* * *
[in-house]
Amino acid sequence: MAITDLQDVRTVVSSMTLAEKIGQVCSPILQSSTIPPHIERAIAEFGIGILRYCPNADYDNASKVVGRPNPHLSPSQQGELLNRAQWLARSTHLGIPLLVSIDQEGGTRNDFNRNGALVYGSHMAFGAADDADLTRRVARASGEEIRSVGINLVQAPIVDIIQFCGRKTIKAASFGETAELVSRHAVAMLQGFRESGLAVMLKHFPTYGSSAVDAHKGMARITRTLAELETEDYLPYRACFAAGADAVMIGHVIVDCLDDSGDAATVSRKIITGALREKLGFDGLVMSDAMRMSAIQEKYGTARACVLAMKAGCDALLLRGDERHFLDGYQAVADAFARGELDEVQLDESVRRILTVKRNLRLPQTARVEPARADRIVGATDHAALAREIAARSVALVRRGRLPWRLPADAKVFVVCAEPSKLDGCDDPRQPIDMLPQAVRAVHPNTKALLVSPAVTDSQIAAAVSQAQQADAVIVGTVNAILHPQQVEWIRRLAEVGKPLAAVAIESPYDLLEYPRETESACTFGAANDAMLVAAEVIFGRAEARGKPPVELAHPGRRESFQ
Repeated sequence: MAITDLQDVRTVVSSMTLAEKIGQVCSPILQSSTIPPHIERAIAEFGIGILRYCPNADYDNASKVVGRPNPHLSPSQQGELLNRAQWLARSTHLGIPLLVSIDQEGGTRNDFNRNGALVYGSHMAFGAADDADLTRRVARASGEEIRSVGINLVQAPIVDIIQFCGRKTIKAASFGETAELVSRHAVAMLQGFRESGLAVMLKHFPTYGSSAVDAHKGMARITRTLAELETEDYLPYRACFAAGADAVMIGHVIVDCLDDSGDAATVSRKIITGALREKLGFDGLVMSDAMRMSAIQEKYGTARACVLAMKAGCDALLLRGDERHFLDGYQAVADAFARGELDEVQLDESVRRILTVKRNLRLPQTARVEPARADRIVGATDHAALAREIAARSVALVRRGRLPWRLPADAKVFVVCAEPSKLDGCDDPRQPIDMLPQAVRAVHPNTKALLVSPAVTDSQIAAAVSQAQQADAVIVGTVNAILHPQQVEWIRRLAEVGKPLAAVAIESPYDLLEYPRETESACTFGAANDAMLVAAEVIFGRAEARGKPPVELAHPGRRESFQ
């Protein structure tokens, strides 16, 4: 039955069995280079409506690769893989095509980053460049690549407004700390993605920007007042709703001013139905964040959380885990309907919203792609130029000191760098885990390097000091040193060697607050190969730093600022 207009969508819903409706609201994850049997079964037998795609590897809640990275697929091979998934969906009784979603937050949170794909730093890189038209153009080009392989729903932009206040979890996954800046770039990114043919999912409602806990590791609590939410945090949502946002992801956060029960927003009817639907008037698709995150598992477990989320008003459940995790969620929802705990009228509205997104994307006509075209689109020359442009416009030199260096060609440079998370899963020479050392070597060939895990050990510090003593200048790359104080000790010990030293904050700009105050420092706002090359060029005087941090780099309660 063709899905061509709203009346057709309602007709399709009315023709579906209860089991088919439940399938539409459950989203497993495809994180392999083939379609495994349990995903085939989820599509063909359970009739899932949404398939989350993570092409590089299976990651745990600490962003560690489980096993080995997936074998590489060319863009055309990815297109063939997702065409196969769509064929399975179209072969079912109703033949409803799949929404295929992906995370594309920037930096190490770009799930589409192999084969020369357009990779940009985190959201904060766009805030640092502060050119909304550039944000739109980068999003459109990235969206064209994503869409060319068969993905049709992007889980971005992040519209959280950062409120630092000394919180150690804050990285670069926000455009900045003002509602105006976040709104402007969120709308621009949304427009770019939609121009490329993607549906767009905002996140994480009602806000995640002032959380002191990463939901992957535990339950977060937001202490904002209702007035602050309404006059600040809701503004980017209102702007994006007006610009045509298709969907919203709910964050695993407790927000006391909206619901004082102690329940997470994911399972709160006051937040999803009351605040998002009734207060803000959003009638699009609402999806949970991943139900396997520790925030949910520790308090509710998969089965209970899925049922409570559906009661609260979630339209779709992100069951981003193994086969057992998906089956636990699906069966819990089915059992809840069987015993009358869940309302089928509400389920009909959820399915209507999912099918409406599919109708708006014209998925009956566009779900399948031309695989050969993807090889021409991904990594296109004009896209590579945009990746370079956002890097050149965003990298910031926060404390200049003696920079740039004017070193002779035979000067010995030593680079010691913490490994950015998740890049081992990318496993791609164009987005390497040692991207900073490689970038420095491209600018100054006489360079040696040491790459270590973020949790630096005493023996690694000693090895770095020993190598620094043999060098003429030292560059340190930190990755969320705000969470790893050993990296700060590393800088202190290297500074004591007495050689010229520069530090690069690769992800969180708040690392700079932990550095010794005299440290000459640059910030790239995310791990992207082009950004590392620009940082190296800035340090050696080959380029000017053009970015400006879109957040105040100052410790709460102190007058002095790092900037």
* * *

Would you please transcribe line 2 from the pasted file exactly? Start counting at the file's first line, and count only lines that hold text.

Amino acid sequence: MAITDLQDVRTVVSSMTLAEKIGQVCSPILQSSTIPPHIERAIAEFGIGILRYCPNADYDNASKVVGRPNPHLSPSQQGELLNRAQWLARSTHLGIPLLVSIDQEGGTRNDFNRNGALVYGSHMAFGAADDADLTRRVARASGEEIRSVGINLVQAPIVDIIQFCGRKTIKAASFGETAELVSRHAVAMLQGFRESGLAVMLKHFPTYGSSAVDAHKGMARITRTLAELETEDYLPYRACFAAGADAVMIGHVIVDCLDDSGDAATVSRKIITGALREKLGFDGLVMSDAMRMSAIQEKYGTARACVLAMKAGCDALLLRGDERHFLDGYQAVADAFARGELDEVQLDESVRRILTVKRNLRLPQTARVEPARADRIVGATDHAALAREIAARSVALVRRGRLPWRLPADAKVFVVCAEPSKLDGCDDPRQPIDMLPQAVRAVHPNTKALLVSPAVTDSQIAAAVSQAQQADAVIVGTVNAILHPQQVEWIRRLAEVGKPLAAVAIESPYDLLEYPRETESACTFGAANDAMLVAAEVIFGRAEARGKPPVELAHPGRRESFQ